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Solomon v. Michigan Department of Corrections

United States District Court, E.D. Michigan, Southern Division

September 16, 2019




         This matter is before the Court on Plaintiff's “motion/declaration for a temporary restraining order and preliminary injunction and to appoint attorney.” ECF No. 3.

         Plaintiff is currently incarcerated at the Charles Egeler Reception and Guidance Center where he is serving a life sentence. His complaint alleges that he is wheel-chair bound and suffers from a number of serious health problems, including diabetes. He seeks the Court's immediate intervention in the form of a temporary restraining order or “TRO” because he alleges that correctional staff are denying him sufficient access to water, delaying the delivery and proper insertion of catheters, denying access to diabetic medications, and repeatedly providing him with food to which he has a known allergy. Id. Plaintiff alleges that the “terminat[ion of] his diabetic medication” has resulted in “blurred vision” and “numbness” to his upper body. Id. at PageID.167. Plaintiff asks the Court to order prison officials to accommodate and respond immediately to these medical needs pending the litigation of his underlying complaint. ECF No. 1. Defendants have not yet been served with the underlying complaint, so they have not responded to Plaintiff's motion. See ECF Nos. 1, 3. In addition to filing his motion, Plaintiff has filed numerous supplemental declarations with the Court alleging that his access to water is still restricted and that correctional staff are delaying catheterization for periods of up to 24 hours. See ECF Nos. 4, 7-17. These subsequent declarations also raise new allegations that are not necessarily of an emergent nature, but also renew the more serious complaints that suggest an imminent possibility of harm.

         The Court has carefully reviewed both Plaintiff's initial TRO motion and the 10 Declarations Plaintiff has filed with the Court between August 8, 2019 and September 11, 2019. These allegations by Plaintiff are serious, ongoing, and relate to conditions that, if true, suggest “immediate and irreparable” harm to Plaintiff. Specifically, to summarize the number of incidents set out in Plaintiff's declarations by counting the days that he claims certain deprivations have been occurring, he recounts the following: at least 9 days of catheter-related problems, at least 5 days of food allergy-reaction problems, at least 10 days without sufficient water, at least 4 days-possibly an entire month-when diabetic medication was not provided, and at least 2 days when he was denied food. See generally ECF Nos. 3, 7-17.

         I. Legal Standard

         A federal court has discretion to issue a temporary restraining order pursuant to Rule 65 of the Federal Rules of Civil Procedure. A person seeking such an order bears the burden of establishing that “immediate and irreparable injury, loss, or damage will result” in the absence of such an order. Fed.R.Civ.P. 65(b)(1). In determining whether to grant or deny such relief, federal courts balance the following factors:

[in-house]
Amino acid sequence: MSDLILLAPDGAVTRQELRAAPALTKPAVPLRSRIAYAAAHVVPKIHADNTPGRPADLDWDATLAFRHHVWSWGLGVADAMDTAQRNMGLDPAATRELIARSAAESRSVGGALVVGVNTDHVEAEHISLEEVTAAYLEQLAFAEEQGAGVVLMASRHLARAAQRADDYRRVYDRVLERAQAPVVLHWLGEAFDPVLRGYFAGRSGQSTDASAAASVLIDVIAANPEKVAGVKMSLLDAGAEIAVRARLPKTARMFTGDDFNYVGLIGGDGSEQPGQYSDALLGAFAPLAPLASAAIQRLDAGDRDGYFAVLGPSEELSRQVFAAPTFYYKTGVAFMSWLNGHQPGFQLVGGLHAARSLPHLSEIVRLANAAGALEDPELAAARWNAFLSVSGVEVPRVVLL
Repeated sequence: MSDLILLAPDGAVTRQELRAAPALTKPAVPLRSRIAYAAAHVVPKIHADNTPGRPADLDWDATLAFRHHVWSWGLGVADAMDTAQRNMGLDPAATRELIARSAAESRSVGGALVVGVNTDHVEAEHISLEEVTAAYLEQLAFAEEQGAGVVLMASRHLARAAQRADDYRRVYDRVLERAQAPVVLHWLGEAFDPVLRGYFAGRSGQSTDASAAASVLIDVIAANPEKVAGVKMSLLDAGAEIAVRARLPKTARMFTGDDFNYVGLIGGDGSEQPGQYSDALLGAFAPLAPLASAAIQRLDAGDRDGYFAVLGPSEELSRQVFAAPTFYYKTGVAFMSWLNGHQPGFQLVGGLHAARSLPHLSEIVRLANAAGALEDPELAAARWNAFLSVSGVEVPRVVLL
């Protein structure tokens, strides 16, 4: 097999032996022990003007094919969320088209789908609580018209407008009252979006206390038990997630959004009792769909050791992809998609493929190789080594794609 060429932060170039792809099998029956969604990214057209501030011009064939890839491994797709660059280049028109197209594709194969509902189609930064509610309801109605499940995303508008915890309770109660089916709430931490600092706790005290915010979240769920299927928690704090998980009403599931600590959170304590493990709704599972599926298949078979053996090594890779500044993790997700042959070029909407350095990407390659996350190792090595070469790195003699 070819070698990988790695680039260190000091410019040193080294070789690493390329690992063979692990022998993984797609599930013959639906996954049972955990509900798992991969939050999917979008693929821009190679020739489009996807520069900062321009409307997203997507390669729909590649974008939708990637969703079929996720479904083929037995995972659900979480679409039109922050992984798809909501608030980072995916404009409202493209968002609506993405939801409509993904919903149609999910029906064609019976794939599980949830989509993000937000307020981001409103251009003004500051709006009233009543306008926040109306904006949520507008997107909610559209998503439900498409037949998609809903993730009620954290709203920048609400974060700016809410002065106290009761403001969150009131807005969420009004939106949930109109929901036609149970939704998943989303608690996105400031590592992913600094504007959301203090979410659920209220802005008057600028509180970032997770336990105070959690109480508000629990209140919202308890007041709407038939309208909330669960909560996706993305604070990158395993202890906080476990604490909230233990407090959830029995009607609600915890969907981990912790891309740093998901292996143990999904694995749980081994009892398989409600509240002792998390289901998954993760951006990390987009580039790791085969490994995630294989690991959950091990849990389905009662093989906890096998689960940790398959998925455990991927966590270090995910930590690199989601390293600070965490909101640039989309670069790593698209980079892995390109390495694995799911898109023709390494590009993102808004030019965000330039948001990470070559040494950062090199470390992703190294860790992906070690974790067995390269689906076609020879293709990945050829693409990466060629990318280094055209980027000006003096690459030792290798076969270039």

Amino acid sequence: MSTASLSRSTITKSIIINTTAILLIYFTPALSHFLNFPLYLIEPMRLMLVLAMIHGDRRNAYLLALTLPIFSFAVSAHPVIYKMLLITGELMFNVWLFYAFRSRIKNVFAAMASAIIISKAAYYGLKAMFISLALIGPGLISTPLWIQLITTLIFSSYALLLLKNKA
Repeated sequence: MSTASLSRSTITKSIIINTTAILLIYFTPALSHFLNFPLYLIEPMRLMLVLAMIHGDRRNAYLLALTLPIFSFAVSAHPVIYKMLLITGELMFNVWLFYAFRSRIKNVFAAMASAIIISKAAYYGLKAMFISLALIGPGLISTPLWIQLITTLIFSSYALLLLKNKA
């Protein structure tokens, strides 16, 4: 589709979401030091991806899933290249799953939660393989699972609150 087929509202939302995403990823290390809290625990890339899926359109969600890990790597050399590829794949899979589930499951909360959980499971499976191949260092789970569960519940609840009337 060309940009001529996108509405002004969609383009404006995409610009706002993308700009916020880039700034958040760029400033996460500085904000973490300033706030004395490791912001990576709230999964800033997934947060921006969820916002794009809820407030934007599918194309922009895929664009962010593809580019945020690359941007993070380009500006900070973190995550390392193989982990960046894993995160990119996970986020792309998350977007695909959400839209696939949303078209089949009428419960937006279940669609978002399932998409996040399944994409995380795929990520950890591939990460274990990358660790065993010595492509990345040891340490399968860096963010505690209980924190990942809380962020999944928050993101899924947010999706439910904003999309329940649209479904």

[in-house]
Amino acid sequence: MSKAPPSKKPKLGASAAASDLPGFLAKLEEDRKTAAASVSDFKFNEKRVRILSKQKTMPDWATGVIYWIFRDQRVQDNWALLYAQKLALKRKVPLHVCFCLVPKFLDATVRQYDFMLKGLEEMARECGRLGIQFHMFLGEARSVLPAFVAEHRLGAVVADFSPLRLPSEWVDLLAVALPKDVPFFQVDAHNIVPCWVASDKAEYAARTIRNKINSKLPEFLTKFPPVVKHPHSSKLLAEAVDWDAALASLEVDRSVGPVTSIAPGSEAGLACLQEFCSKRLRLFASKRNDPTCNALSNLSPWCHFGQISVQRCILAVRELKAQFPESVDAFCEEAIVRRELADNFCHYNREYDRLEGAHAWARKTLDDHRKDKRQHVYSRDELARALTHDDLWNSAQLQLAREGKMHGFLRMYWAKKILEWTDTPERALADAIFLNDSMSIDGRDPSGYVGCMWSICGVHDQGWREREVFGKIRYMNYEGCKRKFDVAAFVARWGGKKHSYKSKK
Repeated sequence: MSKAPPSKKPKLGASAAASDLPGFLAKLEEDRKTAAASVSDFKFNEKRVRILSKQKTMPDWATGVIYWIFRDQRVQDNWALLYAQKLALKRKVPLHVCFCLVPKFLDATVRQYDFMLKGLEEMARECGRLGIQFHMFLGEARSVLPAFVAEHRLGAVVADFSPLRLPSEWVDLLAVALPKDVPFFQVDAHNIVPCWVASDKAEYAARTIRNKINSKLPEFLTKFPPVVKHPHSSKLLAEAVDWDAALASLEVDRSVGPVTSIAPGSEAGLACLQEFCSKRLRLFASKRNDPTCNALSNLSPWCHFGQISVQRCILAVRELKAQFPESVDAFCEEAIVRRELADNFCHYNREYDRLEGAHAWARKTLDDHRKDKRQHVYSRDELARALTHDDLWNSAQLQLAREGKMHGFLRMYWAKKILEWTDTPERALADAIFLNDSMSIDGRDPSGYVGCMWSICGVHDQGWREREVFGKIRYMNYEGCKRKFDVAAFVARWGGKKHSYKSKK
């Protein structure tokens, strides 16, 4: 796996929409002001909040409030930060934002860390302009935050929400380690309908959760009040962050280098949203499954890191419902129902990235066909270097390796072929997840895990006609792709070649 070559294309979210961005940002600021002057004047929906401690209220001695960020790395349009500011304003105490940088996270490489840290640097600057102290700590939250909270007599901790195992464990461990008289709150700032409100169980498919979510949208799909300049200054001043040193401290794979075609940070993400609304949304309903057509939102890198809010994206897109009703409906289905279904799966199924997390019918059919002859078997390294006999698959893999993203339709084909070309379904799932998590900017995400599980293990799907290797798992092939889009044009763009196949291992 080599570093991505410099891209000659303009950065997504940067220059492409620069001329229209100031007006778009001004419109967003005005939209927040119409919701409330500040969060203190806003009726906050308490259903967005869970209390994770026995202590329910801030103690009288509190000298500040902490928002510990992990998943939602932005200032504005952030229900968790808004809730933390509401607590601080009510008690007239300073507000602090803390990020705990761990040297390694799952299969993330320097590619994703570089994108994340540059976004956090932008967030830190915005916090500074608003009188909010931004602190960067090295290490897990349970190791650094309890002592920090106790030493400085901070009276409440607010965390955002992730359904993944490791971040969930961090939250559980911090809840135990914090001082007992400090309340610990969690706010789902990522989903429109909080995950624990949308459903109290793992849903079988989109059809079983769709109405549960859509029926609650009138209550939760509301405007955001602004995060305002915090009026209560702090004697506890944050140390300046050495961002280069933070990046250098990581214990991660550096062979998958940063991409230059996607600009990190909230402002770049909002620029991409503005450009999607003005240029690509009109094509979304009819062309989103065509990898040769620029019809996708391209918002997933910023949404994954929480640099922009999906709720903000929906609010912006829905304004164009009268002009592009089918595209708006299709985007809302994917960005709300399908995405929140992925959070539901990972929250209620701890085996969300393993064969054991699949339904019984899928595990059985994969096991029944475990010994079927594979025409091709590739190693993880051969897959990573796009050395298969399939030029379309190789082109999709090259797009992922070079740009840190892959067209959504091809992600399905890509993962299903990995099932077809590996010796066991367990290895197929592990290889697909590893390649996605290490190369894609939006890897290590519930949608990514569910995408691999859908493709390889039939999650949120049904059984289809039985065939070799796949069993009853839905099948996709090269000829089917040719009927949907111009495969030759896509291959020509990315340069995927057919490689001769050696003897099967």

1. Whether the party seeking the injunction has shown a substantial likelihood of success on the merits;
2. Whether the party seeking the injunction will suffer irreparable harm absent the injunction;
3. Whether an injunction will cause others to suffer substantial harm; and
4. Whether the public interest would be served by the preliminary injunction.

Wilson v. Gordon, 822 F.3d 934, 952 (6th Cir. 2016) (citing City of Pontiac Retired Empl. Ass'n. Schimmel, 751 F.3d 427, 430 (6th Cir. 2014) (en banc)).

         II. Discussion

         Plaintiff alleges that he is not receiving water, necessary diabetic medication or catheterization in a safe and timely manner, and that he is being given foods to which he is allergic. ECF No.3. Plaintiff contends that these actions by Defendant effectively deprive him of life's necessities in violation of the Eighth Amendment. Since filing his original motion for a temporary restraining order, Plaintiff has filed multiple supplemental filings and declarations alleging that the conditions are imminent and ongoing; particularly that Plaintiff is not receiving water and cannot access the sink in his room to retrieve water on his own. ECF No. 10, PageID.238. These subsequent filings also allege that Plaintiff has been instructed to “self-catheterize” but has not been given adequate catheterization materials for over a 24-hour period. ECF No. 15, PageID.394. More recently, Plaintiff has complained that his catheter bag contains blood, and that his urine is “coffee colored.” Id.; ECF No. 14, PageID.306.

         The Eighth Amendment prohibits conduct by prison officials that involves the “unnecessary and wanton infliction of pain.” Ivey v. Wilson, 832 F.2d 950, 954 (6th Cir. 1987) (per curiam) (quoting Rhodes v. Chapman, 452 U.S. 337, 346 (1981)). The deprivation alleged must result in the denial of the “minimal civilized measure of life's necessities.” Rhodes, 452 U.S. at 347. The Eighth Amendment is only concerned with “deprivations of essential food, medical care, or sanitation” or “other conditions intolerable for prison confinement.” Id. at 348. For a prisoner to prevail on such a claim, he must show that he faced a sufficiently serious risk to his health or safety and ...

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